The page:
Comparison Across Industries
For most metrics tracked in the report, such as on-time delivery percentage, inventory accuracy, picking accuracy, and order fill rates, there were relatively small differences in median performance levels between industries. Even so, small absolute differences can actually be quite important. For example, the 2.4% difference in order picking accuracy between general manufacturing (97%) and retail (99.4%) actually would represent a large cost difference resulting from picking errors, and probably does represent the result of a different level of focus on this problem between the two sectors.
A couple of other areas stand out. As shown in the graphic below, for example, the annual associate turnover in retail distribution, at 18%, was well above most other sectors. 3PLs seemed to rate their performance higher than all other industries in almost every category. Whether this is reality, a desire to look good on the part of the respondents, or differing views on how the metric should be calculated is not clear.
Source: WERC/Manrodt and Vitasek
Some Metrics Show Consistent Improvement
What we found perhaps most interesting was the list of metrics for which performance had changed the most over the past three years. Most of these changed for the better – for example, the percent of back orders as a percent of total orders dropped from a median of 5% in 2005 to just 1.9% in 2008.
Lines picked and shipped per person hour rose from a median of 21 in 2005 to 35.3 in 2008, while cases picked per hour went from 110 to 120 over the same time. The percent of orders shipped complete rose from a median of 96% to 98% in 2008, which sounds high to us but that’s what the data says.
One metric that declined substantially was “Days on Hand of Raw Materials,” which the study data found rose from a median of 20 days in 2005 to an incredible 61.9 days in 2008. Manrodt and Vitasek attribute the change to the fact that “more and more companies are acquiring their materials overseas. Unless the company is shipping by air, they are likely to see an increase of 4 weeks (30 days) of incremental inventory because of product being held in inventory as it is transported over the water.”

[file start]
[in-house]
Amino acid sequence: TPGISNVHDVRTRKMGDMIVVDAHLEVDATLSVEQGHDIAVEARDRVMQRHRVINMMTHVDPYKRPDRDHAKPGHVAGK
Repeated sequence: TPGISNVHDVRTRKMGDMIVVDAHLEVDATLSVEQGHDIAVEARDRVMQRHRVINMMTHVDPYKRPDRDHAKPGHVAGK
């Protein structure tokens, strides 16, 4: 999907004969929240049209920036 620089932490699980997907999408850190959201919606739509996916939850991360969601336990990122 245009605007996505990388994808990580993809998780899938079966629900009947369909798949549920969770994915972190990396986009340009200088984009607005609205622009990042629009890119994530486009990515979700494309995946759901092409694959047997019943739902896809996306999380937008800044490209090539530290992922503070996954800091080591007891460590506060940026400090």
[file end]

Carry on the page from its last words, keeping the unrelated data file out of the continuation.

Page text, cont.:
True, but the level of increase from 2005 to 2008 still seems abnormally large. There may have been some other issue with how respondents answered the question, though the data was really consistent for high performing companies too, where Days on Hand rose from 10 to 20 over the same period. We wonder if it could simply be an issue of the respondent – distribution managers may not have a clear view of manufacturing inventories.
In looking at the data, Manrodt and Vitasek note that “There has been marked improvement in companies’ ability to deliver with regard to the Perfect Order. And executives are supporting measurement as a key practice in most organizations. Lastly, leading industries such as grocery retailers are beginning to think outside the box and begin to institute a number of cross organizational metrics to better measure overall performance versus company silo performance.”
More on that last point soon.
What’s your reaction to the 2008 DC Metrics data? Could raw materials inventories have really increased that much due to offshoring? What metrics are missing that should be there for the top 10 most used metrics? Let us know your thoughts at the Feedback button below.